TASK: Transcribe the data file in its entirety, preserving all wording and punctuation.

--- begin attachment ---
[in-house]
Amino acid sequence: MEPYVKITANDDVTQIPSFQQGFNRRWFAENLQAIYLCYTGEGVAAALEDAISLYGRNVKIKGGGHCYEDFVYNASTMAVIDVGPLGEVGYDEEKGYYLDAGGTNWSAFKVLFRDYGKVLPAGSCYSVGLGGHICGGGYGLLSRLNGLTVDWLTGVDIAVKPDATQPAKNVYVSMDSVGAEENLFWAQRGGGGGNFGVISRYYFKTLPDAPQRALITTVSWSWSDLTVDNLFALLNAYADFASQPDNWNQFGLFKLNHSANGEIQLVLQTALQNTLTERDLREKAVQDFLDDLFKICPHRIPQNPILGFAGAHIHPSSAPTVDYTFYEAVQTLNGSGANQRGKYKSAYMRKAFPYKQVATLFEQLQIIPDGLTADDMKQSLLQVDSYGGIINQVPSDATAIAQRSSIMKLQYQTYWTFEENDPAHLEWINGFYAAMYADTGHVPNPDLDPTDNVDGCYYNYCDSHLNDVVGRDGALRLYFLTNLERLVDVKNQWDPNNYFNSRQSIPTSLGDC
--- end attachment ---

[in-house]
Amino acid sequence: MEPYVKITANDDVTQIPSFQQGFNRRWFAENLQAIYLCYTGEGVAAALEDAISLYGRNVKIKGGGHCYEDFVYNASTMAVIDVGPLGEVGYDEEKGYYLDAGGTNWSAFKVLFRDYGKVLPAGSCYSVGLGGHICGGGYGLLSRLNGLTVDWLTGVDIAVKPDATQPAKNVYVSMDSVGAEENLFWAQRGGGGGNFGVISRYYFKTLPDAPQRALITTVSWSWSDLTVDNLFALLNAYADFASQPDNWNQFGLFKLNHSANGEIQLVLQTALQNTLTERDLREKAVQDFLDDLFKICPHRIPQNPILGFAGAHIHPSSAPTVDYTFYEAVQTLNGSGANQRGKYKSAYMRKAFPYKQVATLFEQLQIIPDGLTADDMKQSLLQVDSYGGIINQVPSDATAIAQRSSIMKLQYQTYWTFEENDPAHLEWINGFYAAMYADTGHVPNPDLDPTDNVDGCYYNYCDSHLNDVVGRDGALRLYFLTNLERLVDVKNQWDPNNYFNSRQSIPTSLGDC